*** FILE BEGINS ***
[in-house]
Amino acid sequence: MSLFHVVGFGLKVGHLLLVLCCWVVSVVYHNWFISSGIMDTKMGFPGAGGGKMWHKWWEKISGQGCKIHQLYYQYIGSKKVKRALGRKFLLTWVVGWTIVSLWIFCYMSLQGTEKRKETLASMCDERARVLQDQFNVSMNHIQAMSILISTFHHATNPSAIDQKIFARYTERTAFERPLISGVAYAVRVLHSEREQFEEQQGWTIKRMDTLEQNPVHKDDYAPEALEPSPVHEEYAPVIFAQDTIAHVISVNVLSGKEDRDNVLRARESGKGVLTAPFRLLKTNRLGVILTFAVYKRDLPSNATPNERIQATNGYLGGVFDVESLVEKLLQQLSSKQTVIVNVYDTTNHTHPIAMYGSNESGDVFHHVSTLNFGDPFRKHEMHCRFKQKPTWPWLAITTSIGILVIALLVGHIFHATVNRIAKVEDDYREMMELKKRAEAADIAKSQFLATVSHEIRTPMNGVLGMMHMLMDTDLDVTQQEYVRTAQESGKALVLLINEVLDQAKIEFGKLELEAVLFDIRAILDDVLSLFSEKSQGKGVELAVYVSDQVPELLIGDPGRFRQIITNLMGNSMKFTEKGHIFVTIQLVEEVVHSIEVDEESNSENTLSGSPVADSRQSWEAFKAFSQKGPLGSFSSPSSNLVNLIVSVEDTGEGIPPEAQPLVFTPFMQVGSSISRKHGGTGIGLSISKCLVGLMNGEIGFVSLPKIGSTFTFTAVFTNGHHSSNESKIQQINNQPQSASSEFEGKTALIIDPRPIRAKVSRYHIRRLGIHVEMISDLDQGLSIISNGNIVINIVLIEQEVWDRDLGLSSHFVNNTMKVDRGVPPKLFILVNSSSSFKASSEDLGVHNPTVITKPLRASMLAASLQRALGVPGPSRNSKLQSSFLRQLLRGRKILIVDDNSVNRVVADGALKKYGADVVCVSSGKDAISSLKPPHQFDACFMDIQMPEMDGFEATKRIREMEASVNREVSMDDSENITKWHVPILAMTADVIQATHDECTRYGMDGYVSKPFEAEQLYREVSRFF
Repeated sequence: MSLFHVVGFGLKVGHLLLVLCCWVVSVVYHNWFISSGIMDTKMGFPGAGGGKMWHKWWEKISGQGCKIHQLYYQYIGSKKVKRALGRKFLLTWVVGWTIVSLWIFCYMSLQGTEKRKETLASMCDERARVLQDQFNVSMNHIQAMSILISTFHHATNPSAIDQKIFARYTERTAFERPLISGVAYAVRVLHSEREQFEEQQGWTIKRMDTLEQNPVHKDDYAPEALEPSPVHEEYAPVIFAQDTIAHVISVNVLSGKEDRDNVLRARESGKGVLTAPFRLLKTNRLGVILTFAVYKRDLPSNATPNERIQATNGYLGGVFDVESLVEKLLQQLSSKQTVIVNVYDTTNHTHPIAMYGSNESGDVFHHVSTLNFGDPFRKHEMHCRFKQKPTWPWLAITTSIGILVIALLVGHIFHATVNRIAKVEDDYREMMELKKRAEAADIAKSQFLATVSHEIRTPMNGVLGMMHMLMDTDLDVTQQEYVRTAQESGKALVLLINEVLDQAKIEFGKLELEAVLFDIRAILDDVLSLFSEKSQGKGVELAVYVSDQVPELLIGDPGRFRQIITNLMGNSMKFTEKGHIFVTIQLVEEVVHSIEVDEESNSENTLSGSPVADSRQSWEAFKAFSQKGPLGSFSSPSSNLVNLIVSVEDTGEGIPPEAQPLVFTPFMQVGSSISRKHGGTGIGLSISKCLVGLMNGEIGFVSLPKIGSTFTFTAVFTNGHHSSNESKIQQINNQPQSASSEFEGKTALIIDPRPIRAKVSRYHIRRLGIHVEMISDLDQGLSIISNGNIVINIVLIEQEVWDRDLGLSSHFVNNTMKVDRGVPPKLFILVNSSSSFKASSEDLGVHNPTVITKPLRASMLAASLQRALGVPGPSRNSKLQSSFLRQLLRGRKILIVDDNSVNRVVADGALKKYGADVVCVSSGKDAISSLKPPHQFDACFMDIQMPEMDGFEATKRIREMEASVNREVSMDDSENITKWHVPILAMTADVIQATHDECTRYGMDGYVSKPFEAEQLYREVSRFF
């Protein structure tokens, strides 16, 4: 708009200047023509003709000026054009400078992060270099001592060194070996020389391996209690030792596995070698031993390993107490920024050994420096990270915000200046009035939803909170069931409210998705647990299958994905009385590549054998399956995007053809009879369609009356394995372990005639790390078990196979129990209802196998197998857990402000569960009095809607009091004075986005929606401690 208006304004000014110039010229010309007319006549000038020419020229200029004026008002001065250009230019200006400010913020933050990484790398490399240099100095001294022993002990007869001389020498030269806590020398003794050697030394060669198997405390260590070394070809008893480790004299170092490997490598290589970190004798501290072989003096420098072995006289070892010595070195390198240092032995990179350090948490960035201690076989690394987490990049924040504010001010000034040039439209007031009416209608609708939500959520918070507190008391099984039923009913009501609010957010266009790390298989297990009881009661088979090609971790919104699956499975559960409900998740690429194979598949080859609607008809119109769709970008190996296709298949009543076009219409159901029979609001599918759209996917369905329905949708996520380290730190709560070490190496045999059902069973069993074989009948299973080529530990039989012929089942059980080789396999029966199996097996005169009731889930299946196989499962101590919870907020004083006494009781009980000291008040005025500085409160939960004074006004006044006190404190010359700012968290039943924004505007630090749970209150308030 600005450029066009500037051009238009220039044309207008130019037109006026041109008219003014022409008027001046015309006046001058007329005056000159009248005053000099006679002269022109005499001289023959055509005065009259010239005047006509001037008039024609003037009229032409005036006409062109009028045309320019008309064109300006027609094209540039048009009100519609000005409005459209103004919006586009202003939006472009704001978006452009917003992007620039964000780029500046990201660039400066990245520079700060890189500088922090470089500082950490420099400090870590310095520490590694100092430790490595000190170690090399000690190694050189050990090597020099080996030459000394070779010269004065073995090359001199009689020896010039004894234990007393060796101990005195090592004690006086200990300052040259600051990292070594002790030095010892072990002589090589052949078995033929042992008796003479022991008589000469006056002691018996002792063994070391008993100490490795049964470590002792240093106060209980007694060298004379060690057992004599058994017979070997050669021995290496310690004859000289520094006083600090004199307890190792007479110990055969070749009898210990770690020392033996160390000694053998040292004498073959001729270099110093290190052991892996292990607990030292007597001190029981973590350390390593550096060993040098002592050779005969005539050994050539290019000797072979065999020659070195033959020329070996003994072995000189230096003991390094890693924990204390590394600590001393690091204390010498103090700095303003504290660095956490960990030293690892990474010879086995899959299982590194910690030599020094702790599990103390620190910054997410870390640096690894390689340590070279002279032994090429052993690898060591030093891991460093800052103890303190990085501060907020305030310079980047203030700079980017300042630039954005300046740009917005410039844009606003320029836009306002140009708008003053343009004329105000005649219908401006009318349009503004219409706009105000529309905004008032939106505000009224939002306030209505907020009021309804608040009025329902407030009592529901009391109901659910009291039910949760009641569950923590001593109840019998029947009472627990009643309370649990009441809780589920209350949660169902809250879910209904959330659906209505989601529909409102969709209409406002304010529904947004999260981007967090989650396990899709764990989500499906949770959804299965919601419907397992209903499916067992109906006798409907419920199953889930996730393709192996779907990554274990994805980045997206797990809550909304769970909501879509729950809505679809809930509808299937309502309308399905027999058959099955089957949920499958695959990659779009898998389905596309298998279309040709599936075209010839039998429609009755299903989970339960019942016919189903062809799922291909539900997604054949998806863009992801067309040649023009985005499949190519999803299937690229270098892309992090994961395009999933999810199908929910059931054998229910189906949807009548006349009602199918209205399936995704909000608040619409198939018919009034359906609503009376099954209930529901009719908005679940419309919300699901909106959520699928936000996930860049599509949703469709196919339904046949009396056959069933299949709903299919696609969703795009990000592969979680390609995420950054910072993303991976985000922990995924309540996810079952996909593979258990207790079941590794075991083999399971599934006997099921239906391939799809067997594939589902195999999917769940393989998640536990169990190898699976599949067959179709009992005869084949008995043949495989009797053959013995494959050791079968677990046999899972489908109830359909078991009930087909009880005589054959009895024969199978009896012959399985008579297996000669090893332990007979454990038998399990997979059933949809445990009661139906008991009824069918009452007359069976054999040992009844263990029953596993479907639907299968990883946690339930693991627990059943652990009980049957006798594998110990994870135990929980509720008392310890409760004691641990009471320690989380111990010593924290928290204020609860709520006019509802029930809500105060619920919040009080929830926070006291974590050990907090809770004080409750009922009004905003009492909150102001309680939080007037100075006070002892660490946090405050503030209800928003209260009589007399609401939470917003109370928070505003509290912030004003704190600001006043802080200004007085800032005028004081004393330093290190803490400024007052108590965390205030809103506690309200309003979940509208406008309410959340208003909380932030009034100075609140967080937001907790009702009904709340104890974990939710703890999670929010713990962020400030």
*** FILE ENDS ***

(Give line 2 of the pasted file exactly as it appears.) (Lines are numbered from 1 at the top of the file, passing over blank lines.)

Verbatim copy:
Amino acid sequence: MSLFHVVGFGLKVGHLLLVLCCWVVSVVYHNWFISSGIMDTKMGFPGAGGGKMWHKWWEKISGQGCKIHQLYYQYIGSKKVKRALGRKFLLTWVVGWTIVSLWIFCYMSLQGTEKRKETLASMCDERARVLQDQFNVSMNHIQAMSILISTFHHATNPSAIDQKIFARYTERTAFERPLISGVAYAVRVLHSEREQFEEQQGWTIKRMDTLEQNPVHKDDYAPEALEPSPVHEEYAPVIFAQDTIAHVISVNVLSGKEDRDNVLRARESGKGVLTAPFRLLKTNRLGVILTFAVYKRDLPSNATPNERIQATNGYLGGVFDVESLVEKLLQQLSSKQTVIVNVYDTTNHTHPIAMYGSNESGDVFHHVSTLNFGDPFRKHEMHCRFKQKPTWPWLAITTSIGILVIALLVGHIFHATVNRIAKVEDDYREMMELKKRAEAADIAKSQFLATVSHEIRTPMNGVLGMMHMLMDTDLDVTQQEYVRTAQESGKALVLLINEVLDQAKIEFGKLELEAVLFDIRAILDDVLSLFSEKSQGKGVELAVYVSDQVPELLIGDPGRFRQIITNLMGNSMKFTEKGHIFVTIQLVEEVVHSIEVDEESNSENTLSGSPVADSRQSWEAFKAFSQKGPLGSFSSPSSNLVNLIVSVEDTGEGIPPEAQPLVFTPFMQVGSSISRKHGGTGIGLSISKCLVGLMNGEIGFVSLPKIGSTFTFTAVFTNGHHSSNESKIQQINNQPQSASSEFEGKTALIIDPRPIRAKVSRYHIRRLGIHVEMISDLDQGLSIISNGNIVINIVLIEQEVWDRDLGLSSHFVNNTMKVDRGVPPKLFILVNSSSSFKASSEDLGVHNPTVITKPLRASMLAASLQRALGVPGPSRNSKLQSSFLRQLLRGRKILIVDDNSVNRVVADGALKKYGADVVCVSSGKDAISSLKPPHQFDACFMDIQMPEMDGFEATKRIREMEASVNREVSMDDSENITKWHVPILAMTADVIQATHDECTRYGMDGYVSKPFEAEQLYREVSRFF